In the past year Glenn Beck has lost over a hundred advertisers. In the last four months he has lost about a third of his viewers. He is being boycotted by African Americans for calling President Obama a racist, Christians for calling social justice Marxism, and union members for incessantly insulting workers who seek to organize in order to defend themselves from the abuses of industrial barons.
As his show becomes less profitable, and reaches fewer viewers, Beck must surely be worrying about how committed his bosses are to keeping him on the air. After all, what motivation would there be to do so if he were bringing in neither cash nor ratings?
Beck’s response to these circumstances has thus far has been to dial the crazy up another couple of degrees. His ravings have become less tethered to reality than ever, and his paranoid layering of conspiracies aimed at him by innumerable covert enemies has escalated to Apocalyptic proportions.
He is palpably afraid, but not of progressives or Muslims or community organizers under the bed. He is afraid that his empire is at risk of collapsing on top of him. And so he has taken the next illogical step in his descent by clutching desperately to his sugardaddies at Fox.
On his radio program today he winced at the thought of Fox News CEO Roger Ailes, or News Corp CEO Rupert Murdoch, getting hit by a newspaper truck. He imagined that with them gone Fox News would would be a “scary” place. And then he commenced his holy benediction:
“Those two hold off the outside world. The beating that those guys take, the pressure that those guys are under, not just from me but almost every voice in Fox, is incredible. […] Fall to your knees and thank God for Fox News. Pray for Roger Ailes and Rupert Murdoch. Pray for them. Pray for strength and spine, and pray that everybody involved has chicken salad for lunch so it doesn’t clog anybody’s arteries. Keep them going.”
This outbreak of syncophantism has but one purpose for Beck: to plant a slobbering wet kiss on the mugs of the two people who hold his fate in their greedy hands. Beck knows that he is dead weight. After becoming anathema to advertisers, his saving grace was that he could deliver viewers to his leadout and jumpstart the primetime schedule. But now he is somewhat less than reliable in that role.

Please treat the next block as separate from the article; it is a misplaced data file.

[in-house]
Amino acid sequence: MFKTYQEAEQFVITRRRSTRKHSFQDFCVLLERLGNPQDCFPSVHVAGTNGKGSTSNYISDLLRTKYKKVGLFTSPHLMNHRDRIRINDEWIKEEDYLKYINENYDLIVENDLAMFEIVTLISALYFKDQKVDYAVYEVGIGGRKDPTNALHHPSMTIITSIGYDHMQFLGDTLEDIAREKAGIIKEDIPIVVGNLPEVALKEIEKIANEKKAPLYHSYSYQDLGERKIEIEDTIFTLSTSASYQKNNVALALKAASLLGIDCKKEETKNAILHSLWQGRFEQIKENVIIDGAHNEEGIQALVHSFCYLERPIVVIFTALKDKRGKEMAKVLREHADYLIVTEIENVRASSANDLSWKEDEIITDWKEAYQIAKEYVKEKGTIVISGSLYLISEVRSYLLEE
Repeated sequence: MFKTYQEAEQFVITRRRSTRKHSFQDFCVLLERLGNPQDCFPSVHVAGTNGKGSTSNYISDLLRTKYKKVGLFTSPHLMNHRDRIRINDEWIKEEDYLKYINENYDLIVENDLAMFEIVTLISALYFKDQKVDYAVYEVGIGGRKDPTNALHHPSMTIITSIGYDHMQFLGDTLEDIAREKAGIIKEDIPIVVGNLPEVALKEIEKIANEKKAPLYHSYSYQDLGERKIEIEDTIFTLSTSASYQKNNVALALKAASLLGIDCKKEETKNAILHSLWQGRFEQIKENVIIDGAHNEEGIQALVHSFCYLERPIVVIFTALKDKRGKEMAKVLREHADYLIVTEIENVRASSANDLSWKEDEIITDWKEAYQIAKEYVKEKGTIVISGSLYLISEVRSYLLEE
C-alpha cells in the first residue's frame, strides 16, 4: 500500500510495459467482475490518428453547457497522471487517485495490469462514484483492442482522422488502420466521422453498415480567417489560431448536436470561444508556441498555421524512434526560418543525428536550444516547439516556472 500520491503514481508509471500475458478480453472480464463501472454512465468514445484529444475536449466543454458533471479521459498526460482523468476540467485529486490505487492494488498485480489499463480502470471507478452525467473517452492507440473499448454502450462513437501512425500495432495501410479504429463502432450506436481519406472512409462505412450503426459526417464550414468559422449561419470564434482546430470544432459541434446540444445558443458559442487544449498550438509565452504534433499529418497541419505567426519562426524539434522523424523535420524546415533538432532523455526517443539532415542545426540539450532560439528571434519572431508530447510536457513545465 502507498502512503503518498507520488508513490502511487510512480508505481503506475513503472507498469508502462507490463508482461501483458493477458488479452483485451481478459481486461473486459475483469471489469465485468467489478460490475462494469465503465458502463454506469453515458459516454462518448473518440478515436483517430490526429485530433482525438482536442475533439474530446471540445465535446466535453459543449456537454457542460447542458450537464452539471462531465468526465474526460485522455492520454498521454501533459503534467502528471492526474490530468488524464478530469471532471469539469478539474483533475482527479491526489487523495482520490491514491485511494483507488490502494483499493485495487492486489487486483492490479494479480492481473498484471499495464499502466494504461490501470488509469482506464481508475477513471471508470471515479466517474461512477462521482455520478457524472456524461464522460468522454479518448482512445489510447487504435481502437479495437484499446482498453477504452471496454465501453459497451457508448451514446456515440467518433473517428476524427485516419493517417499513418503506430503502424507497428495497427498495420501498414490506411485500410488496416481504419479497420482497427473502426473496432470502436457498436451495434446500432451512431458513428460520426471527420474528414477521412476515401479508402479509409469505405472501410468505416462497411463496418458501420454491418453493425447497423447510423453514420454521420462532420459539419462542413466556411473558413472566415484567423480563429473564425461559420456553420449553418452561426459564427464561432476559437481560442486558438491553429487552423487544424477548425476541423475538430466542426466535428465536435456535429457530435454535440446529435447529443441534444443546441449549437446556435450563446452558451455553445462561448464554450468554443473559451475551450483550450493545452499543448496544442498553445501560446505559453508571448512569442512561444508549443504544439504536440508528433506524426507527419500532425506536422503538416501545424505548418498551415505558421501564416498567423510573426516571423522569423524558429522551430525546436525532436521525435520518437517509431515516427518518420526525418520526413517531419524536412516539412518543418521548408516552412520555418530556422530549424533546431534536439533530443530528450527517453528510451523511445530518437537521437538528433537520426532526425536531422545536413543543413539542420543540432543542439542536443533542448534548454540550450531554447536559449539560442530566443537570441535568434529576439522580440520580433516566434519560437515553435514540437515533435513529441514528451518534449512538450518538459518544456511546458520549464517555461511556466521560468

So what else is left for Beck? He is isolating himself from his colleagues who are often embarrassed by him. Former Fox contributor Jane Hall cited Beck as one of the reasons she left the network. Former Fox News anchor Eric Burns expressed gratitude that he doesn’t “have to face the ethical problem of sharing an employer with Glenn Beck.” He has also lost much of what remains of the sane conservative community. Right-wing blogger Charlses Johnson castigated Beck as “an alcoholic, weeping, ranting, creationist talk show host.” Respected conservatives David Brooks and David Frum have both been veering from the ideological excesses of Beck, with Frum lamenting the “reckless defamation” practiced by Beck.
For many of these conservative reprobates, Beck and Fox News have strayed so far into loony territory that they are harmful to the cause of conservatism. I composed a detailed analysis on that very subject almost a year ago: Fox News Is Killing The Republican Party. The question is, will Ailes and Murdoch come this realization, or will they succumb to Beck’s worshipful flattery?